Squash & Stretch comes with lots of ready to use behaviors to create animations in After Effects in no time. But you can do much more than simply applying one of those behaviors to your layers. Get creative with Squash & Stretch by combining several behaviors into longer continuous motions. Make the animations your own by tweaking the keyframes - don't hesitate, it is much easier than you might think!

Tutorial Transcript

Hello everybody, this is Eric D. Kirk for mamoworld.com and in this After Effects tutorial I want to show you how to modify and combine behaviors of Squash & Stretch to create longer continuous motions. So this is how it looks like when we apply two Squash & Stretch behaviors out of the box. You can see that the box stops in the middle between the two moves and that the second jump does not end in the desired location. And here you can see the end result where we combined the behaviors into one, fluid, continuous motion that fits perfectly in the environment.

In After Effects we start by applying some Squash & Stretch behaviors that look similar to the end result we want to achieve. We first choose this “Bounce Steps” behavior, move the box where this behavior should end and apply it. As luck would have it, the bounce is already happening at almost the right height, but we should still move it up a little bit. These three position keyframes here are the ones where the box is bouncing on the ground, so we select them all, and move them up as needed.

To create the second jump, we pick another behavior. Let’s use the “Sack race” behavior for this one. We move the current time indicator to the end of the animation and apply the behavior to it. Since the “Sack race” behavior only jumps forwards and not down, we again adjust the position keyframes such that the layer lands properly on the ground. Let’s also adjust this curve here a bit to get a more natural motion path.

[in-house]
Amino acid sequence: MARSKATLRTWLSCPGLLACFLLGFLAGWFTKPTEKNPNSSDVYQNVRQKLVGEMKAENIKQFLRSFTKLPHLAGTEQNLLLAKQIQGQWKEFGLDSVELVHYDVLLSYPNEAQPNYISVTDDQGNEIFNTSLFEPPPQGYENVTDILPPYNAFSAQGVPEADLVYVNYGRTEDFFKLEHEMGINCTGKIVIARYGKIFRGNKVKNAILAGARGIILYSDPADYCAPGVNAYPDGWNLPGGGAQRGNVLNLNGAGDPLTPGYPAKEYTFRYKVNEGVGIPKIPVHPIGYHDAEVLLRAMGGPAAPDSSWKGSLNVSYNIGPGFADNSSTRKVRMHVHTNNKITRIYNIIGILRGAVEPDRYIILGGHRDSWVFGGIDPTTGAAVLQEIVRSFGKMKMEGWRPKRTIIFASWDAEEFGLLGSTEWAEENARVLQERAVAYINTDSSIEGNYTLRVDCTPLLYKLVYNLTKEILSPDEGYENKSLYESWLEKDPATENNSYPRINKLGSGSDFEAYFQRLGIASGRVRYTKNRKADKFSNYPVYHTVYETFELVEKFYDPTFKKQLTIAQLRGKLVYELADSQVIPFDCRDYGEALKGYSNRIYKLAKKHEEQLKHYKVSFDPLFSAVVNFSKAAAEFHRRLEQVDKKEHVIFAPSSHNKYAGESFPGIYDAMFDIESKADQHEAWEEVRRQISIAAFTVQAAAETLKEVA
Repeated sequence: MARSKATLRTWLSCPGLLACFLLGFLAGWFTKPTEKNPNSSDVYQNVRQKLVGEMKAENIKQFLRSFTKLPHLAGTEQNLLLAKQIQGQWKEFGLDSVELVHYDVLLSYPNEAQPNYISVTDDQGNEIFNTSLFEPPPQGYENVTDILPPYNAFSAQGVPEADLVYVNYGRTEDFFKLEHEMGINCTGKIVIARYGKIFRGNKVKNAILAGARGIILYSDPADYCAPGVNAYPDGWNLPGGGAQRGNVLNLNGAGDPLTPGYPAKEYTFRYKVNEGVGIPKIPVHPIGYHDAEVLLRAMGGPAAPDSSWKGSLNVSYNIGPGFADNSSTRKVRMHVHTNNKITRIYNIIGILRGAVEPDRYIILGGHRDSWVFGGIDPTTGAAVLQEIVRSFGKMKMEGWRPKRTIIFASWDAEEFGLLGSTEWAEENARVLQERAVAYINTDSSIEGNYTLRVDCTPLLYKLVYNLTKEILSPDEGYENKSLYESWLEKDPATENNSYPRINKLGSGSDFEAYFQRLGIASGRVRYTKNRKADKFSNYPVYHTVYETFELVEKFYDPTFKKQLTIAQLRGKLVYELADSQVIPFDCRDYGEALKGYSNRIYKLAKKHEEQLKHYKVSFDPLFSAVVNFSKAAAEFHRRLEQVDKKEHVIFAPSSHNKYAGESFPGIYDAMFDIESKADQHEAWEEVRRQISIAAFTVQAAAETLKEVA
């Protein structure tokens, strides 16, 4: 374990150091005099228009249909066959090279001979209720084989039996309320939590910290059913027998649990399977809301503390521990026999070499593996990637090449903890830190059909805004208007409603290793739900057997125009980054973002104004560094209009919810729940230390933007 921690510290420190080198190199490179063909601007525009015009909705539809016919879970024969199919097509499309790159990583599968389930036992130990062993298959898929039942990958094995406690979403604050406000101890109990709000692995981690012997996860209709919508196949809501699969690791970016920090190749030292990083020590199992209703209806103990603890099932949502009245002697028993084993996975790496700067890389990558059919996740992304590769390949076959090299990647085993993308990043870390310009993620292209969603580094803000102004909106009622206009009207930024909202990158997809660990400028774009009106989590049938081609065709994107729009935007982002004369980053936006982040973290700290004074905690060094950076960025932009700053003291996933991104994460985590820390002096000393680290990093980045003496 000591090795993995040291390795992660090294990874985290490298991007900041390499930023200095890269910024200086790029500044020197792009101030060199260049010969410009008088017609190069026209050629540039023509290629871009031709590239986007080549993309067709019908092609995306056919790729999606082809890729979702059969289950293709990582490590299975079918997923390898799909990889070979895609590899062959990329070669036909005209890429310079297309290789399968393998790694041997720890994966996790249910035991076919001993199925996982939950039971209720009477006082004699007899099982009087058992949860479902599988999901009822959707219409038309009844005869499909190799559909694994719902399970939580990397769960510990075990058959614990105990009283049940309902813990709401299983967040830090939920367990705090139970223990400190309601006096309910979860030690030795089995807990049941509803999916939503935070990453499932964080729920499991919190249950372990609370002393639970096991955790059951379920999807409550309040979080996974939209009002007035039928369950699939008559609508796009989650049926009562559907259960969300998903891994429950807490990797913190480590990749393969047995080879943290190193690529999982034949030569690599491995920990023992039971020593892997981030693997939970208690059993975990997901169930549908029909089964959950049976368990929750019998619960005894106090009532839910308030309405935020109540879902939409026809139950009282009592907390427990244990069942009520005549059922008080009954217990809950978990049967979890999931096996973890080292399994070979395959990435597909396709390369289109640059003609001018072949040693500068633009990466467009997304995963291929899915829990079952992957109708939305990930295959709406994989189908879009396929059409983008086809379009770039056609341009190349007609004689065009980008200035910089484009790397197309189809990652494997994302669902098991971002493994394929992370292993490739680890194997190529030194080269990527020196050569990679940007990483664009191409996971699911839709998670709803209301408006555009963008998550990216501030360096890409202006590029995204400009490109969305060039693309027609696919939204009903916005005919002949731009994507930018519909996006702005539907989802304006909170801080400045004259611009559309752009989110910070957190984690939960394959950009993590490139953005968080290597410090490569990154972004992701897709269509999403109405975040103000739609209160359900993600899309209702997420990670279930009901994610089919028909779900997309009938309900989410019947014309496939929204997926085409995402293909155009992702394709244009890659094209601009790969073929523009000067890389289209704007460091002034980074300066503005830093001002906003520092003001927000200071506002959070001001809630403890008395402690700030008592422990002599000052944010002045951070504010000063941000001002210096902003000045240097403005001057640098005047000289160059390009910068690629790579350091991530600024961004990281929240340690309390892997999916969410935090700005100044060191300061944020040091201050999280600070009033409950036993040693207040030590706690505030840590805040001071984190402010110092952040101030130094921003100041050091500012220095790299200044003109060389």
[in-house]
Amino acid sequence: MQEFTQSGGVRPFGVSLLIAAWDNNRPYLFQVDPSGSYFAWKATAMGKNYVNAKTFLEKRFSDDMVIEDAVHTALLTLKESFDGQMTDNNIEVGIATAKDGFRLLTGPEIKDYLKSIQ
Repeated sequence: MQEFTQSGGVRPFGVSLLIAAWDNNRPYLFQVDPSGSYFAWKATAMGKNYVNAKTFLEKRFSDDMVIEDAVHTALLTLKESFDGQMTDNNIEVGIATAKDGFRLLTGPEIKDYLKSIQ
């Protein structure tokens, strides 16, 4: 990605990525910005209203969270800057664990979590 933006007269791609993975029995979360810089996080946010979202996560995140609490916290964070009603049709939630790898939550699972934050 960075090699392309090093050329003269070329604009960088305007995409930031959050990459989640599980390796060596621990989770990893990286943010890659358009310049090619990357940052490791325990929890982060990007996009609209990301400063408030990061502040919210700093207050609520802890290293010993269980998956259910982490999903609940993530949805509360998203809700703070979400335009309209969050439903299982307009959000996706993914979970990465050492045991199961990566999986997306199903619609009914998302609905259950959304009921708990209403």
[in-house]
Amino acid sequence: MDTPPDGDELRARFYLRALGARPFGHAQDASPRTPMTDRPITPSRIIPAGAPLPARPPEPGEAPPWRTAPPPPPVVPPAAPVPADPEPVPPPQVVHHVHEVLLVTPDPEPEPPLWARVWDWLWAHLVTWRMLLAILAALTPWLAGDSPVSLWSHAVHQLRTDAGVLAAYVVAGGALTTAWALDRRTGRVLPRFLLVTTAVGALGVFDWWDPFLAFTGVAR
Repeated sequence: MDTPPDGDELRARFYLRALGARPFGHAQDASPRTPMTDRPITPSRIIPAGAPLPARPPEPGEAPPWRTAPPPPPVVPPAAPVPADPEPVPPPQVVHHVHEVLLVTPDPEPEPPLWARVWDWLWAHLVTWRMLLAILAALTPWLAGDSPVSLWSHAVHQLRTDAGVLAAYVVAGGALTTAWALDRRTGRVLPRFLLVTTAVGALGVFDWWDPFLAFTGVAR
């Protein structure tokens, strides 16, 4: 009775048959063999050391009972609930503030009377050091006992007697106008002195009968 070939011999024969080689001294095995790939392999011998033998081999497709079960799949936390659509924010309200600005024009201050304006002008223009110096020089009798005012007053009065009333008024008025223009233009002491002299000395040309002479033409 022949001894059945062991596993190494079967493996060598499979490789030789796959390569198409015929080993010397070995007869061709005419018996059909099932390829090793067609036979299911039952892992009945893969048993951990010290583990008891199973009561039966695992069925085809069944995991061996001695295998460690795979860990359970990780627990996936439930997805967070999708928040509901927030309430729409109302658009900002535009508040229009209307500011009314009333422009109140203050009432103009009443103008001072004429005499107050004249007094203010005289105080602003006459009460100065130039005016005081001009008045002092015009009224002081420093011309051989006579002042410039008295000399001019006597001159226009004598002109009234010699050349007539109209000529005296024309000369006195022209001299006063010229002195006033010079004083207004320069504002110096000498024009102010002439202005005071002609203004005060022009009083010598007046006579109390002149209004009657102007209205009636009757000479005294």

As you can see, we have created a pretty complex animation in no time. But the two jumps are two separate, independent movements. If you want to create one continuous movement instead, you need some manual tweaks of the keyframes.

So instead of letting the box first land and stop and then jump again, the landing should directly transition in the next jump.

At this point in time the box is squashed the most when landing. Let’s set the beginning of the work area here. And here the box is squashed the most when it is about to do the next jump. Let’s set the end of the work area here. To make the animation one continuous movement, we essentially have to get rig of everything in between these two points in time. So let’s delete all keyframes in this area. By hitting the “U”-Key, you reveal all keyframed properties, which are in our case the transform properties like position and rotation as well as all the keyframes of the Bezier Warp effect which creates the deformation of the box. So we delete all those keyframes inside the work area that we want to get rid of and then we move all these later keyframes over to close the gap.

Now you can see that during the second jump the box looks squashed. This is because it was squashed using the scale keyframes when landing here and we deleted the keyframes to bring the scale back to the normal 100%. So lets just add one extra keyframe to bring the scale back to 100% here, where the second jump starts.

So you see how easy it is to adjust and combine behaviors of Squash & Stretch, because everything is just keyframes. And this is the final result!

Again, this is Eric D. Kirk for mamoworld.com and I hope this tutorial encouraged you to tweak, modify and combine Squash & Stretch behaviors - because modifying the keyframes is more simple than you might expect and it gives you unlimited possibilities to create truly unique organic animations.

Used tools: 

duration: 
3:20
all tutorials about: 

Add new comment

Plain text

  • No HTML tags allowed.
  • Web page addresses and e-mail addresses turn into links automatically.
  • Lines and paragraphs break automatically.
CAPTCHA
This question is for testing whether or not you are a human visitor and to prevent automated spam submissions.